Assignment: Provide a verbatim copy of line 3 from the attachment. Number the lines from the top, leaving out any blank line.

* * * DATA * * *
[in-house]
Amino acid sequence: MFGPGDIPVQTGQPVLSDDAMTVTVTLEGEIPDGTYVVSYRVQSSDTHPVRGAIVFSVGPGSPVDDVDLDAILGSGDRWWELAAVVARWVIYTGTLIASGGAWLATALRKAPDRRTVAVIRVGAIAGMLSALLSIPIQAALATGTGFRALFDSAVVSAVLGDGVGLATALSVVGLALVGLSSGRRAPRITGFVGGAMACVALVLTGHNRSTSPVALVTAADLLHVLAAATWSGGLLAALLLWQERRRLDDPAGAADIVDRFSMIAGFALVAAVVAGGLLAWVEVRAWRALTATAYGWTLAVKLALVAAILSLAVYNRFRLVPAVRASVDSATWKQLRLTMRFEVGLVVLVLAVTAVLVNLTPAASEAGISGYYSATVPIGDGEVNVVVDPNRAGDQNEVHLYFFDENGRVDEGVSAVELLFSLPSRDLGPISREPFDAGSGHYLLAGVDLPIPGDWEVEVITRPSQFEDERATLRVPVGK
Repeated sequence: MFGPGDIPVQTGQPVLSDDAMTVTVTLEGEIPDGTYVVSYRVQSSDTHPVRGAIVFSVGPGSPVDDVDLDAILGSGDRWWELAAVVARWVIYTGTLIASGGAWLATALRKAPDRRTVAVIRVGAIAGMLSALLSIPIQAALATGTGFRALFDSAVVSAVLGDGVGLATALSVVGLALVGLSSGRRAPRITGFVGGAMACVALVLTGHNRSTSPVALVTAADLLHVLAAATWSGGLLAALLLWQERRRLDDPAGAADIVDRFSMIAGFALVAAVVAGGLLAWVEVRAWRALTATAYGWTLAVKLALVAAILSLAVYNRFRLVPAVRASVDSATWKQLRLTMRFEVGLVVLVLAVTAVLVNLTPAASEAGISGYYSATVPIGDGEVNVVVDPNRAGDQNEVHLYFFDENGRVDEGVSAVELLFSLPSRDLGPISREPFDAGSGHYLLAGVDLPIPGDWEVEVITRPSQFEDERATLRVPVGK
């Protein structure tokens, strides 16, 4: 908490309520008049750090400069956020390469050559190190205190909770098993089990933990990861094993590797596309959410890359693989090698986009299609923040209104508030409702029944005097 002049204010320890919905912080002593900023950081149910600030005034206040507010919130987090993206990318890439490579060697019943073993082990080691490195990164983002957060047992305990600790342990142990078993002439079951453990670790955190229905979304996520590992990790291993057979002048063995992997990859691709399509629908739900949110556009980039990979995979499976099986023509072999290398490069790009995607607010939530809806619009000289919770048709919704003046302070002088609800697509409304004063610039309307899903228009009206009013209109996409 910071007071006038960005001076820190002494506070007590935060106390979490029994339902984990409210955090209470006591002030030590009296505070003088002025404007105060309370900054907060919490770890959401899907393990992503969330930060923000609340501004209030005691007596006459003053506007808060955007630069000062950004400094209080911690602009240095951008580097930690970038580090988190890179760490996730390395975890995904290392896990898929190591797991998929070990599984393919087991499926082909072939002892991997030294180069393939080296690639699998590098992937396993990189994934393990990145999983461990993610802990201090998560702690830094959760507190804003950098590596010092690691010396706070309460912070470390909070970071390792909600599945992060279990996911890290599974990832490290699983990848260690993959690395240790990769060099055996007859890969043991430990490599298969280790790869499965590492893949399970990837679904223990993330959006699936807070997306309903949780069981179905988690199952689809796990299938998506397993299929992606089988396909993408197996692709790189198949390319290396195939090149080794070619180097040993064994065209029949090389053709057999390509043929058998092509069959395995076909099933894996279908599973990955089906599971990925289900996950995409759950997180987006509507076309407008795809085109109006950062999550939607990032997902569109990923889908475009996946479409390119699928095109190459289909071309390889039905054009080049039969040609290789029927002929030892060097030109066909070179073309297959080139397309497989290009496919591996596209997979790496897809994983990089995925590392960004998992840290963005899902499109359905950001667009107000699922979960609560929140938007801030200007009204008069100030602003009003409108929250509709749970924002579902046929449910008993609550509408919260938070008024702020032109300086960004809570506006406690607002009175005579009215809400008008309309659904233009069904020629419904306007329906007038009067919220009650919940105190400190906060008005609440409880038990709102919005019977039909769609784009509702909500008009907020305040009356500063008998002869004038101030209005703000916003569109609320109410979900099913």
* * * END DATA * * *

Repeated sequence: MFGPGDIPVQTGQPVLSDDAMTVTVTLEGEIPDGTYVVSYRVQSSDTHPVRGAIVFSVGPGSPVDDVDLDAILGSGDRWWELAAVVARWVIYTGTLIASGGAWLATALRKAPDRRTVAVIRVGAIAGMLSALLSIPIQAALATGTGFRALFDSAVVSAVLGDGVGLATALSVVGLALVGLSSGRRAPRITGFVGGAMACVALVLTGHNRSTSPVALVTAADLLHVLAAATWSGGLLAALLLWQERRRLDDPAGAADIVDRFSMIAGFALVAAVVAGGLLAWVEVRAWRALTATAYGWTLAVKLALVAAILSLAVYNRFRLVPAVRASVDSATWKQLRLTMRFEVGLVVLVLAVTAVLVNLTPAASEAGISGYYSATVPIGDGEVNVVVDPNRAGDQNEVHLYFFDENGRVDEGVSAVELLFSLPSRDLGPISREPFDAGSGHYLLAGVDLPIPGDWEVEVITRPSQFEDERATLRVPVGK